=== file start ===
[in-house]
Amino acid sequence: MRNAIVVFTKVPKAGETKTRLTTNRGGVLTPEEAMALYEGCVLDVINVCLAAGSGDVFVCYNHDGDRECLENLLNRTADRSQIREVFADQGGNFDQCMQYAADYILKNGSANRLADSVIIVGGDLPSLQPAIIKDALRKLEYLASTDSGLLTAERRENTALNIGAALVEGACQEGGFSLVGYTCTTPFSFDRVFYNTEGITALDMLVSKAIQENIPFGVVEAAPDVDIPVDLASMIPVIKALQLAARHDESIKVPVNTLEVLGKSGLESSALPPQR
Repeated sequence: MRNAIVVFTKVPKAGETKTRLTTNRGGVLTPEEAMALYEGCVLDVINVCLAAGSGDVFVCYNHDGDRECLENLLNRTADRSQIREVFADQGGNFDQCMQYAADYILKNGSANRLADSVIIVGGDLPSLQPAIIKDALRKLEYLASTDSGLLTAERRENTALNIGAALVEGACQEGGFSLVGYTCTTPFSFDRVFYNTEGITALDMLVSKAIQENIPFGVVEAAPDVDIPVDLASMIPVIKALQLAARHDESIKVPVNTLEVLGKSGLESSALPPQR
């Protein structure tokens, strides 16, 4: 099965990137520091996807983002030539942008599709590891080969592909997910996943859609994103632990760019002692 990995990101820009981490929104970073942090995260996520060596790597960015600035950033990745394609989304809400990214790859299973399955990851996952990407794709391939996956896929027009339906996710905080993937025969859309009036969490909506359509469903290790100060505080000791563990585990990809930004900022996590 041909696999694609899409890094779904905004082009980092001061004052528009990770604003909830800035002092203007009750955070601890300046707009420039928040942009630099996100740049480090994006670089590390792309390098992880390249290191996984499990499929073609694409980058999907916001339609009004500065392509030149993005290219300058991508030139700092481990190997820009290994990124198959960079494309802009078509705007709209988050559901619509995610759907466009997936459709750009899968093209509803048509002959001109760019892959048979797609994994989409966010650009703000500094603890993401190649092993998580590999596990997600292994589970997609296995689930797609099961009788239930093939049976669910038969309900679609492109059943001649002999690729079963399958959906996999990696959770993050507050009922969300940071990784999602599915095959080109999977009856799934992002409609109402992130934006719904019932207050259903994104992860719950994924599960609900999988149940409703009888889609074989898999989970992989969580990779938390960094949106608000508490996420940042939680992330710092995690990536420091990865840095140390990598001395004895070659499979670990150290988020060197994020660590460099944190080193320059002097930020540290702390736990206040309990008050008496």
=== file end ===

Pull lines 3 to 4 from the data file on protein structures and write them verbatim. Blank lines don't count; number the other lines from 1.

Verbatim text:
Repeated sequence: MRNAIVVFTKVPKAGETKTRLTTNRGGVLTPEEAMALYEGCVLDVINVCLAAGSGDVFVCYNHDGDRECLENLLNRTADRSQIREVFADQGGNFDQCMQYAADYILKNGSANRLADSVIIVGGDLPSLQPAIIKDALRKLEYLASTDSGLLTAERRENTALNIGAALVEGACQEGGFSLVGYTCTTPFSFDRVFYNTEGITALDMLVSKAIQENIPFGVVEAAPDVDIPVDLASMIPVIKALQLAARHDESIKVPVNTLEVLGKSGLESSALPPQR
């Protein structure tokens, strides 16, 4: 099965990137520091996807983002030539942008599709590891080969592909997910996943859609994103632990760019002692 990995990101820009981490929104970073942090995260996520060596790597960015600035950033990745394609989304809400990214790859299973399955990851996952990407794709391939996956896929027009339906996710905080993937025969859309009036969490909506359509469903290790100060505080000791563990585990990809930004900022996590 041909696999694609899409890094779904905004082009980092001061004052528009990770604003909830800035002092203007009750955070601890300046707009420039928040942009630099996100740049480090994006670089590390792309390098992880390249290191996984499990499929073609694409980058999907916001339609009004500065392509030149993005290219300058991508030139700092481990190997820009290994990124198959960079494309802009078509705007709209988050559901619509995610759907466009997936459709750009899968093209509803048509002959001109760019892959048979797609994994989409966010650009703000500094603890993401190649092993998580590999596990997600292994589970997609296995689930797609099961009788239930093939049976669910038969309900679609492109059943001649002999690729079963399958959906996999990696959770993050507050009922969300940071990784999602599915095959080109999977009856799934992002409609109402992130934006719904019932207050259903994104992860719950994924599960609900999988149940409703009888889609074989898999989970992989969580990779938390960094949106608000508490996420940042939680992330710092995690990536420091990865840095140390990598001395004895070659499979670990150290988020060197994020660590460099944190080193320059002097930020540290702390736990206040309990008050008496």